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Despite the Chinglish, Shanghai subway delivers
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09:31, August 22, 2007

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As a subway commuter, Robin Sari, a Canadian polisher for an English magazine, was wondering what "fleeing for your life" meant when he first saw this poster in the subway.

It was only after encountering it many times that he realized the poster was trying to convey how to escape in the event of an emergency.

"That is such a funny and weird expression, but it still showed the attempt to help passengers" said Sari.

Echoing his views, Morita Lee, a Japanese engineer, said he once chanced upon a subway sign that read: "Your mobile phone on your waist seems like the gifts for thieves."

Lee said: "Although I am not a native English speaker, I pretty much understood the meaning; it is a warning to watch out for theft on the subway."

He added that he had seen other similar funny signs on the walls of the subway cars, such as "Be careful with the bags you take, with more safety in chest" or "Keep your belongings snug."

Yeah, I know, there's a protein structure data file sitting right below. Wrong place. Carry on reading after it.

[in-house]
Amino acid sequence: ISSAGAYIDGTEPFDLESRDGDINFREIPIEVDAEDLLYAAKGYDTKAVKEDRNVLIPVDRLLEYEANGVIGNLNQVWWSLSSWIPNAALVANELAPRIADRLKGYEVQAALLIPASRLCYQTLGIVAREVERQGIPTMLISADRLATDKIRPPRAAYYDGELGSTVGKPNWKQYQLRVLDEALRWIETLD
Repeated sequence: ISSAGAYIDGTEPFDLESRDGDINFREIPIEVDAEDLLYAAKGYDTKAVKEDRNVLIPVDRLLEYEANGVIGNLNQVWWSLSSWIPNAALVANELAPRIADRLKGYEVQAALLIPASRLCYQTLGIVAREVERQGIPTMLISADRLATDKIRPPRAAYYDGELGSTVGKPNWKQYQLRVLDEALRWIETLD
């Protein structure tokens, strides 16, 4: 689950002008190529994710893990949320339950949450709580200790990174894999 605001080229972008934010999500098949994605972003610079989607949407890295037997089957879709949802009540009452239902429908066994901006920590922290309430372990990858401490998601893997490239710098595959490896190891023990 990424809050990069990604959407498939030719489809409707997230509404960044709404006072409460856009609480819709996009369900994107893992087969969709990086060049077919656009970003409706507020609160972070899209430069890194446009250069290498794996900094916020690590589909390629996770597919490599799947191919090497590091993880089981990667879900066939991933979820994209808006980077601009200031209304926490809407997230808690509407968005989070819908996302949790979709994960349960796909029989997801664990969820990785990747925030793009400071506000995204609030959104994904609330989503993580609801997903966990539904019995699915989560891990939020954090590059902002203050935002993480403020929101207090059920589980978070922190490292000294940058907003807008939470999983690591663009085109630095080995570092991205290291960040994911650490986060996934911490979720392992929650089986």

Lee even took photographs of the two signs and showed them to his friends for a laugh over the Chinglish expressions. However, he added that many such Jinglish (Japanese-English) expressions could be seen in Japan as well.

There are now five subway lines in operation in this city, covering 145 km. By 2010, Shanghai will have 13 subway lines extending 400 km.

The two expats now working in Shanghai believe the local subway is definitely among the cleanest in the world.

Sari noted: "Compared with the subway I took in London, New York or Montreal, the Shanghai Subway is well-maintained and swift." He said it was not necessary to take the Chinglish very seriously, adding: "As long as it conveys the idea to the passenger from home and abroad clearly, it is okay."

For Warren Ching, partner in the UK-based Linguaphone Language School in Shanghai, the big problem is the inconsistency that crops up in the English translations for the names of the same roads.

Ching said: "I notice Xizang Zhonglu (the Middle Xizang Road) has different English translations on different lines or stops."

He recalled that once he had to help a visitor from Sweden figure out that the subway station called Middle Henan Road was the same as East Nanjing Road.

Ching, a native of Hong Kong with its famed MRT, suggests that the Shanghai subway operation companies standardize the road and station names and ensure that the companies responsible for producing subway maps do the same.

But Ching had a word of praise for the automated voice system reminding passengers of the upcoming subway stations, which he said was very professional.

Source: China Daily

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